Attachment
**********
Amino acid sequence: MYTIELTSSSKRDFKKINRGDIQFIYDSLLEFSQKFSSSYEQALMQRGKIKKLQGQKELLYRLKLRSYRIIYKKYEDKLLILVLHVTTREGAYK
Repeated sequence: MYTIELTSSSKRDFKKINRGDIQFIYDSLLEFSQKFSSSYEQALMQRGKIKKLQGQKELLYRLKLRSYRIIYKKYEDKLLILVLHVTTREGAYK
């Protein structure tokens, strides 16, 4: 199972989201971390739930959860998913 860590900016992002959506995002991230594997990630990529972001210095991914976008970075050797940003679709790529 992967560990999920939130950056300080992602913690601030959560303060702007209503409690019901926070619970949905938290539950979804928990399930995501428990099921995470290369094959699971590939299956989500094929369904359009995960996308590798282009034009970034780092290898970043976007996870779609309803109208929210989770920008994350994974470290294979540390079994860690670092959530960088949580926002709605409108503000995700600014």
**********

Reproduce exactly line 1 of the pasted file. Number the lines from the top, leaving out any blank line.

Amino acid sequence: MYTIELTSSSKRDFKKINRGDIQFIYDSLLEFSQKFSSSYEQALMQRGKIKKLQGQKELLYRLKLRSYRIIYKKYEDKLLILVLHVTTREGAYK